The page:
Some Horry County Board of Education candidates made their cases Wednesday before a group of retired teachers and the League of Women Voters.
"We're trying to get our members better informed about the issues that will be facing them," said Doris Hickman, president of the Retired Teachers of Horry County. "We are retired, but we are quite active."
The candidates responded to a variety of questions in a format that gave each of them a specified time to respond during the forum at Ryan's Steakhouse.
Those present were:
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Democrat Sabhash Saxena, a retired Coastal Carolina University professor who will face incumbent Chairman Will Garland, Republican, on Nov. 2;
Harvey Eisner, Republican, District 1, who is running unopposed;
Incumbent Democrat MaryEllen Greene, District 2, and opponents Karen McIlrath, Republican; and petition candidate Rivers Lynch, a former teacher and coach whose students at Myrtle Beach High School started the drive to get him on the ballot;
Republican incumbent Joe Defeo, District 3, and his opponent, Johnny Evans, Democrat.
"We invited every single one of them," said Elizabeth Weems, chairwoman of the League of Women Voters.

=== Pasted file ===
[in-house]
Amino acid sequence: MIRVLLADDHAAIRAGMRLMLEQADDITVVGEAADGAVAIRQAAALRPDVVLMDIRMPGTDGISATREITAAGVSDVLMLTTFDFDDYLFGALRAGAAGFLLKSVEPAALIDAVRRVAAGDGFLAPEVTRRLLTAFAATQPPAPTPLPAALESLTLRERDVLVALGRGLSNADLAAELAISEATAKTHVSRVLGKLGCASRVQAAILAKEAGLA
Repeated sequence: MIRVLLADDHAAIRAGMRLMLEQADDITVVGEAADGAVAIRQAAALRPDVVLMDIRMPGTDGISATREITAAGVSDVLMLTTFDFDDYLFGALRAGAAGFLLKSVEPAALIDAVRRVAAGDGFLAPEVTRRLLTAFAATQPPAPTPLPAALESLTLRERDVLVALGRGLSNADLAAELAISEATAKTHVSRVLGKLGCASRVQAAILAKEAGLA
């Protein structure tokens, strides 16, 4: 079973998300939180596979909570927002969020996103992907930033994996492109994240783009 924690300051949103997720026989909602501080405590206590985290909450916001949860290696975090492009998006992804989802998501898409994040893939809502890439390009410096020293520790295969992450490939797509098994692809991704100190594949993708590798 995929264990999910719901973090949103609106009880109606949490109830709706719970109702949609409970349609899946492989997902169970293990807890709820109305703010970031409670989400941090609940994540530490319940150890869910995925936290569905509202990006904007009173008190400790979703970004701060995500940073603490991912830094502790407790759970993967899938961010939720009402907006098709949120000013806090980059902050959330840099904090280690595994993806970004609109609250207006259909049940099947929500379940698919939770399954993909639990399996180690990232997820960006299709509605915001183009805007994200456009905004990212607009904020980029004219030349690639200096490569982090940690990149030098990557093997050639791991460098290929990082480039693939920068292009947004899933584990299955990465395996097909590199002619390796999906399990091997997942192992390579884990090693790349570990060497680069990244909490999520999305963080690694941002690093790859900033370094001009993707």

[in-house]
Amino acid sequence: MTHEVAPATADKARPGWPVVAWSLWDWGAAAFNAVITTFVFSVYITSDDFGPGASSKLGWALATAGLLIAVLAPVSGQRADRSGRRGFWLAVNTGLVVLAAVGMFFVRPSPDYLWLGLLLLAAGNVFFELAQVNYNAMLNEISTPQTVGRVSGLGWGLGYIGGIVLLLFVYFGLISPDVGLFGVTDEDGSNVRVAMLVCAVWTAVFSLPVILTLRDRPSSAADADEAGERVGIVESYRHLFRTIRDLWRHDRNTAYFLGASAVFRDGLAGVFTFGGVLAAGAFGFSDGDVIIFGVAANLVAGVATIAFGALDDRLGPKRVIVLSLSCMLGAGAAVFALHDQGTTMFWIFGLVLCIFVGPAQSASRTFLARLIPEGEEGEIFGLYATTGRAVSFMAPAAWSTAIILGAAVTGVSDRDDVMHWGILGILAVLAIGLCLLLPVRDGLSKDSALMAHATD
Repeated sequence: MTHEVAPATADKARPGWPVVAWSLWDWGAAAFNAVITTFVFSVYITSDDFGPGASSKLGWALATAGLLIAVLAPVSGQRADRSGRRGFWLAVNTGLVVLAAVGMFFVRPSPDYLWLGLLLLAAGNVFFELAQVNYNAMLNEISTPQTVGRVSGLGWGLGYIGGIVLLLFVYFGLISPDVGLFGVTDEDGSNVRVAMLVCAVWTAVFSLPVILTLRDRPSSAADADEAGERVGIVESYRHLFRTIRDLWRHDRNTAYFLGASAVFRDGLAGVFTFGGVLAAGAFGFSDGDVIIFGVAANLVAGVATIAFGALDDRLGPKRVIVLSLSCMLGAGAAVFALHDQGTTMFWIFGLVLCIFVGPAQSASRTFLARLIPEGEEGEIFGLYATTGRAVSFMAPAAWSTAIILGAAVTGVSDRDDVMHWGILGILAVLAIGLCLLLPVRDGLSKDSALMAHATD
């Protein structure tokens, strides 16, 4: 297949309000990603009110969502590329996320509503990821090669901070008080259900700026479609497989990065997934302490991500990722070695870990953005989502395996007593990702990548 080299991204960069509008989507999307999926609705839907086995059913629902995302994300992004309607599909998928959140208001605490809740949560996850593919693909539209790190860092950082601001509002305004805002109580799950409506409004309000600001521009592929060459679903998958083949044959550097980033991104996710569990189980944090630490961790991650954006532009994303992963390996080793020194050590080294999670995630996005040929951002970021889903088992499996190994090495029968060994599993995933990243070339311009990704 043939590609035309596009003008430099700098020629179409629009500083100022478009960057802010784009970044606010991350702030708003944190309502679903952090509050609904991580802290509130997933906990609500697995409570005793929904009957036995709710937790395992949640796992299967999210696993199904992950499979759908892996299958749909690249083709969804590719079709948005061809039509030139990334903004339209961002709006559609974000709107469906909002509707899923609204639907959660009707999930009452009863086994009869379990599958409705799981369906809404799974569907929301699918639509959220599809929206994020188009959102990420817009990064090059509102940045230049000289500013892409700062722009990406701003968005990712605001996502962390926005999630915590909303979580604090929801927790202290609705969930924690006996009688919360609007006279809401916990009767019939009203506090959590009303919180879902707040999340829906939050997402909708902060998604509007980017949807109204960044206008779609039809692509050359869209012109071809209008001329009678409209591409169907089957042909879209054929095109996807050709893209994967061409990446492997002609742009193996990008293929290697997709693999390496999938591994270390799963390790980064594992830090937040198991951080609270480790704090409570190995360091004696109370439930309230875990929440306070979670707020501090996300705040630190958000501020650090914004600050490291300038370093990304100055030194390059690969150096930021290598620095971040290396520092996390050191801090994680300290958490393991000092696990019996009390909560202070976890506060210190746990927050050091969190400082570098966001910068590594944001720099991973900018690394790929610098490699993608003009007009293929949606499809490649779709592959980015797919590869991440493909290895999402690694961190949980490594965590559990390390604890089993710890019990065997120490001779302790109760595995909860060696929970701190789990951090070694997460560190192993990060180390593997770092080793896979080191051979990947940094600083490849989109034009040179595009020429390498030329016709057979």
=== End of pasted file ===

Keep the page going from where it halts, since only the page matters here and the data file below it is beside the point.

The incumbents and the opposing candidates answered questions about funding, finances, teacher intimidation, accountability from top to bottom, making certain each child receives a quality education and more.
In response to a question about why South Carolina schools were near the bottom of the national list, Greene attributed it to all schools in the state being included in the numbers.
"If Horry County were a state, we'd probably be at 19. Our children's scores are at or above the national level," she said.
McIlrath said she came from a very frugal household, and on a budget of $500 million, only two thirds of Horry County students graduate with diplomas.
"As a taxpayer, I hope, like me, you want a better return on your investment," she said.
Lynch said, "I always think the students' needs come first and I think any issue that comes before the board should be based on how it will affect the students."
Lynch said there should be accountability from the top down, and there is an overlapping of jobs at the top.
"We've got to get off the negative aspect and concentrate on the positives, and Horry County has a lot of positives," Eisner said.